“The attempt to link unconscious bias to actual acts of discrimination may be dubious. But are there other ways to look inside the brain and make predictions about an individual’s future behavior?”
Now technology is moving faster there are more ways to research the functioning of the brain with apparatus like MEG and PET scans. One of the studies in the physiological psychology, Raine, uses PET scans to investigate the brains of murders who were pleading NGRI and ‘normal’ people.
“…neuroscientists are trying to find the factors in the brain associated with violence. PET scans of convicted murderers were first studied in the late 1980s by Adrian Raine, a professor of psychology at the University of Southern California; he found that their prefrontal cortexes, areas associated with inhibition, had reduced glucose metabolism and suggested that this might be responsible for their violent behavior.”
A criticism of studies in psychology can be that they are deterministic, almost removing freewill from any behavioural equation. If we start to allow the thought that peoples behaviour is pre-determined and we have no control over this it could have massive implications on the notion of blame in our society.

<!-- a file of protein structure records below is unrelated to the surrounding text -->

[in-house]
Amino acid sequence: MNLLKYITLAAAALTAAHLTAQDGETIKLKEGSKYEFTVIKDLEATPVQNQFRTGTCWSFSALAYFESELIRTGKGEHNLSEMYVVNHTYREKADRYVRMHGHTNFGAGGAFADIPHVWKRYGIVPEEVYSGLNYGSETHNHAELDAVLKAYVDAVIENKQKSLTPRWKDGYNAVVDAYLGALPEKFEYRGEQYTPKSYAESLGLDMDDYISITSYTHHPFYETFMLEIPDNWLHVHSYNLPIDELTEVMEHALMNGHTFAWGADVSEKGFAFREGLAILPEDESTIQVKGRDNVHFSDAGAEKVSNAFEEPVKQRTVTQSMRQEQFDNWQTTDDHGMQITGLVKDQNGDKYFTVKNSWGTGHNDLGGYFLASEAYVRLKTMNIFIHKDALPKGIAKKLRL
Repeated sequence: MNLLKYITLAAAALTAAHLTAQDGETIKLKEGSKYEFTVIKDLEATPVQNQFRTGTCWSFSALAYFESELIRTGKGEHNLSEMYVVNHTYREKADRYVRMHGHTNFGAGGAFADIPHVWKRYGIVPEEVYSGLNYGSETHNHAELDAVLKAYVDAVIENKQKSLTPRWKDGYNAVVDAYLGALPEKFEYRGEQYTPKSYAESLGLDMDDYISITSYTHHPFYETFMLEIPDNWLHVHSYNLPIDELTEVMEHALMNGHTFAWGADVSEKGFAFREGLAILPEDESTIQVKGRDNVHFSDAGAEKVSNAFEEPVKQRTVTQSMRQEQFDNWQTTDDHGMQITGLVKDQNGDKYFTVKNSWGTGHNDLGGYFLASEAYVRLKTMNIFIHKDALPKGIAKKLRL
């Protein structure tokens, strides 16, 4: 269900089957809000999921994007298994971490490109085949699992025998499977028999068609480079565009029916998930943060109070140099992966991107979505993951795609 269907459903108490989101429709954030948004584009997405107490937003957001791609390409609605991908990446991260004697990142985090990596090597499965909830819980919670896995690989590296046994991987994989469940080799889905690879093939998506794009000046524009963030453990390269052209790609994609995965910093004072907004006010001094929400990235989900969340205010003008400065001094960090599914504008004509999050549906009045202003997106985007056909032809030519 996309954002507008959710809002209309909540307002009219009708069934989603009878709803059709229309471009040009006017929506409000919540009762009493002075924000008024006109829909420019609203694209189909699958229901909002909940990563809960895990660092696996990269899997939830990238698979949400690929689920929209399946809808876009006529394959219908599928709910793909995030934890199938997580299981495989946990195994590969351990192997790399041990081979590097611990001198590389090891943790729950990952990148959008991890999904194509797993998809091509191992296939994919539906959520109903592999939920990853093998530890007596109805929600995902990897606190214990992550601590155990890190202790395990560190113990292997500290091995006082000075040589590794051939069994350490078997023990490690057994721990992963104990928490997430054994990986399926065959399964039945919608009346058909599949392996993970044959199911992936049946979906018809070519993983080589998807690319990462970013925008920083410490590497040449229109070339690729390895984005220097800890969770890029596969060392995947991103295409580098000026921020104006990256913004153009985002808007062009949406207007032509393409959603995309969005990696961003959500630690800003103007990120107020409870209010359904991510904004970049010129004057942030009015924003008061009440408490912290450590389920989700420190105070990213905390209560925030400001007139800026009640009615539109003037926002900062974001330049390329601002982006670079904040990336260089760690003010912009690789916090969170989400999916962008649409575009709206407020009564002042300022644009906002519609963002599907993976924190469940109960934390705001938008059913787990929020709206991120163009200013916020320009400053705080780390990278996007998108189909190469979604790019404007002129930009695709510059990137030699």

“Suppose neuroscience could reveal that reason actually plays no role in determining human behavior, he suggests tantalizingly. Suppose I could show you that your intentions and your reasons for your actions are post hoc rationalizations that somehow your brain generates to explain to you what your brain has already done without your conscious participation. If neuroscience could reveal us to be automatons in this respect, Morse is prepared to agree with Greene and Cohen that criminal law would have to abandon its current ideas about responsibility and seek other ways of protecting society.
The NYT’s article is a little long (even I skimmed over a little of it) but it’s an interesting argument that is being raised and could start some interesting debates. You choose what side of the fence you’re on; but until otherwise proved, I’m still a big believer of what Neo said in The Matrix: [Because] I don’t like the idea that I’m not in control of my life, we cannot start to think that those people who commit atrocious acts are not responsible for it.
The Brain on the Stand, JEFFREY ROSEN, March 2007.